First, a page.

About mid-way between Cadiz and Malaga
By the time we had finished our explorations of Cadiz (blue) and then driven the inland mountain route to the coast, emerging near Gibraltar, it was past 5 PM on Christmas Eve and falling dark by the time we located our accommodations in Estepona (pink). One of our main reasons for staying in Estepona was its proximity to the 'must-see' mountain village of Ronda, so our first full day was spent driving a short distance east before turning to climb over the the rugged mountain range to reach the village (as shown by the 'dead-end' orange road).
Similarly, Gibraltar is about the same distance away in the other direction (the small black blob of writing just to the east of Tarifa) if you want to check out this unique British outpost as well. Finally, on the morning of the departure of Sue's sister, we were up and away immediately after breakfast and had no problem delivering her to Malaga's international airport (located at the 'Torremolinos' marker) via the divided toll-highway that runs along this portion of the Mediterranean coast. Once we had said our farewells, we continued along the coast past Velez-Malaga where we made the small inland loop along the coastline to check out some 'white villages' on the mountain slopes before finally coming to rest at Nerja (blue) on the first of our two stop-overs there.
San Isidro Labrador, agricultural religious celebrations on the 15th May,.
Ferias y Fiestas mayores, annual town festival at the beginning/start of July.
Quema de los bigotes de San Juan, traditional night celebration of the 23rd June.
Virgen del Carmen, fishermen religious celebrations on the 16th July.
Exploring the old ruins
Estepona has been occupied by the Phoenicians, the Romans and the Moors (Arabs). It was the Moors who occupied Estepona and Andalucia the longest. There are very few vestiges of those times left, just fortifications, walls and watch towers. In 1456 Estepona was reclaimed by Spain from the moors and from this moment on the history of the town has been fully recorded.
Museums - Museos
There are several museums in town, all of them located in the same building. There is an archeologic museum, a paleontologic exhibition, an ethnological museum and a bullfight exposition too.
Hay algunos museos en la ciudad, todos ellos en el mismo edificio. Hay un museo arqueológico, otro paleontológico, un museo etnológico y un museo taurino.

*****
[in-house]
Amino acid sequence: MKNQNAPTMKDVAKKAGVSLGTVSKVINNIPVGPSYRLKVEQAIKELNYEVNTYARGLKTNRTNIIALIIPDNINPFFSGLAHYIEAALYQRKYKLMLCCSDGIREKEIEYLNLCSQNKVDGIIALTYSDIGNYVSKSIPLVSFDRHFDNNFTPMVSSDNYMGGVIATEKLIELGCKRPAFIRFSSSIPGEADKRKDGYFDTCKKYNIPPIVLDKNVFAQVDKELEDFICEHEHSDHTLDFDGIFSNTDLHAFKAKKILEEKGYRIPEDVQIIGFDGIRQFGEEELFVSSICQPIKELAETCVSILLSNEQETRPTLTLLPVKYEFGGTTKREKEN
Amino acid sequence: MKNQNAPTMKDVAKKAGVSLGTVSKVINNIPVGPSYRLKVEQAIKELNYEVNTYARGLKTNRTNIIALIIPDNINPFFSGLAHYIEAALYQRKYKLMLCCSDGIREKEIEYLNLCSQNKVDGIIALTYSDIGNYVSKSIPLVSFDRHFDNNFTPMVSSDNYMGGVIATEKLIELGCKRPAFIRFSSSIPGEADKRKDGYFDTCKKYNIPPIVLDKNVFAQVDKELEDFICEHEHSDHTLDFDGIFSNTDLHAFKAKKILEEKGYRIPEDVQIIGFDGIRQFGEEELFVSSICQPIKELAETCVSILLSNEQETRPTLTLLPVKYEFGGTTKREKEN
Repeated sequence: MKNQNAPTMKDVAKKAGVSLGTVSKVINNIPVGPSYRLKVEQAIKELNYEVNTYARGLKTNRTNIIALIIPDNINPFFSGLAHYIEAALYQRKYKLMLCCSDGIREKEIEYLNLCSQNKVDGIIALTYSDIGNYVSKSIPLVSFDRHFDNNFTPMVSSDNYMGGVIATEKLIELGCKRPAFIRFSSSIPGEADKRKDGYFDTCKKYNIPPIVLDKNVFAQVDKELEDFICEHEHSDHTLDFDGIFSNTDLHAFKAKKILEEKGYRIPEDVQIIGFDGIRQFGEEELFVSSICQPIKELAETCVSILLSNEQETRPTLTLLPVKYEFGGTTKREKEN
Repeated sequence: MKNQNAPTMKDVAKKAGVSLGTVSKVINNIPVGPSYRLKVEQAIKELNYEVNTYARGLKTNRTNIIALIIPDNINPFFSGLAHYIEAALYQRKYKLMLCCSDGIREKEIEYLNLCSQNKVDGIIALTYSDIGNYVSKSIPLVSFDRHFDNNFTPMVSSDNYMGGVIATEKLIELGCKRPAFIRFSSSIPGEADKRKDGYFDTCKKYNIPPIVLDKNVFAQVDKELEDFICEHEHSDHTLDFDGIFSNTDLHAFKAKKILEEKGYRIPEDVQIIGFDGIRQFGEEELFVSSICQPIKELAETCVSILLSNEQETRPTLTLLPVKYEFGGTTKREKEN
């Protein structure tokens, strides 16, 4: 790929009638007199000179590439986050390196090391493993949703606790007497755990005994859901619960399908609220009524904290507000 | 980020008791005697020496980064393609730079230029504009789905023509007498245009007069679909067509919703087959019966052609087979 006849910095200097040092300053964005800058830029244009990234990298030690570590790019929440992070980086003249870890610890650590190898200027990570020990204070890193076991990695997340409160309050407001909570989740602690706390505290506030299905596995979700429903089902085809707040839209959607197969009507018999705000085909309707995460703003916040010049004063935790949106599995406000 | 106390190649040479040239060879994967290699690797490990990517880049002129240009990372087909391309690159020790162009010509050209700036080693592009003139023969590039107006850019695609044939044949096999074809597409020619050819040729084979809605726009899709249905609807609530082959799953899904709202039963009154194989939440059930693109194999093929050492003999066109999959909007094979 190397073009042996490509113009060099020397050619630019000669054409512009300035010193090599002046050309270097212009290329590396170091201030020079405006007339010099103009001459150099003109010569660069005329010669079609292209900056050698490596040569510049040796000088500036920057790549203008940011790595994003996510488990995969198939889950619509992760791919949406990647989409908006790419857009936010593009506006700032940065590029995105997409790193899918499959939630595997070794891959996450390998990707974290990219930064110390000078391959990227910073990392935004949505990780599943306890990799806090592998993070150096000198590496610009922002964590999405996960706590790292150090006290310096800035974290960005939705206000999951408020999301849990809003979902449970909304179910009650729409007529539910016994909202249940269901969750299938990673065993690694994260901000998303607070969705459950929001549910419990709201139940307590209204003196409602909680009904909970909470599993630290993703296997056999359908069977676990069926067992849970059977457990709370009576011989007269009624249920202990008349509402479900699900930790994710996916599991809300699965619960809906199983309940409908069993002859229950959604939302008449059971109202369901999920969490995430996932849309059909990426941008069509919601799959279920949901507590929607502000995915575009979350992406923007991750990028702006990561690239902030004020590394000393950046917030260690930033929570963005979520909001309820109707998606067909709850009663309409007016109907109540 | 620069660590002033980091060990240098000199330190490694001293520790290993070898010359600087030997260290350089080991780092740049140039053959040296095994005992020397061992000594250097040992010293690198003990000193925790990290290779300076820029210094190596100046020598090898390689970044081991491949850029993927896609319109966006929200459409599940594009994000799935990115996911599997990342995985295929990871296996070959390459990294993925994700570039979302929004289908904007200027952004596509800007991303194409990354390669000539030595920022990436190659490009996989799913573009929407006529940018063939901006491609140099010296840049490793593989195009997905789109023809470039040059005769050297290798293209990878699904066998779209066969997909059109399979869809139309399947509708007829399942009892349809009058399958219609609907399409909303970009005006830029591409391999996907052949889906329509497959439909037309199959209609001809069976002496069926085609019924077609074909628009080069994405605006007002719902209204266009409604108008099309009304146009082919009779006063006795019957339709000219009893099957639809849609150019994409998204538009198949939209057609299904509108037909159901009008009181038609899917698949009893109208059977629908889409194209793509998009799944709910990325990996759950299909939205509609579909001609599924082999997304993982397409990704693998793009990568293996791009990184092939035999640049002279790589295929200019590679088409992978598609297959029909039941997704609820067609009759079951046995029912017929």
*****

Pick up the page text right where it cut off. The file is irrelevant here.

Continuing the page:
Opening hours - Horario de apertura
Mondays to Fridays / Lunes a viernes: 9:00 - 15:00
Saturdays / Sábados: 10:00 - 14:00
With an overall population of 37,000, the 'old town', as it is known, is a bustling and atmospheric centre.
Estepona is one of the few coastal towns that has succeeded in maintaining its pueblo charm and character, despite the onslaught of tourism. Notwithstanding, all the tourist facilities are here, including hotels, restaurants, leisure and cultural activities, and shops.
The flip side is that the numerous street cafes and tapas bars still serve traditional Spanish delicacies and the steep, cobbled, narrow streets seem more suited to horses than cars. You'll also find unusual shops and bodegas in Estepona, where you'd least expect them, all very inviting, very friendly - and very cheap!
The Estepona Marina is situated at the west end of the seafront promenade. This is a very pleasant place for a stroll and there are some magnificent boats moored here. There are also a wide variety of excellent bars and restaurants, open both midday and in the evening while younger revelers can enjoy the late night disco bars. There is a popular tourist market here on a Sunday morning.
After midnight (especially in the summer season) the port comes alive. Numerous night clubs and discos seem to materialise from nowhere. Most of them cater for the young and energetic. Visitors will be amazed to see the very young and the very old dancing the traditional Andalucían Sevillana well into the early (and not so early) hours of the morning. Renaldo's on the corner is a favourite meeting place, 'Chico Diez' is one of the liveliest and 'Attico' the place to be at the moment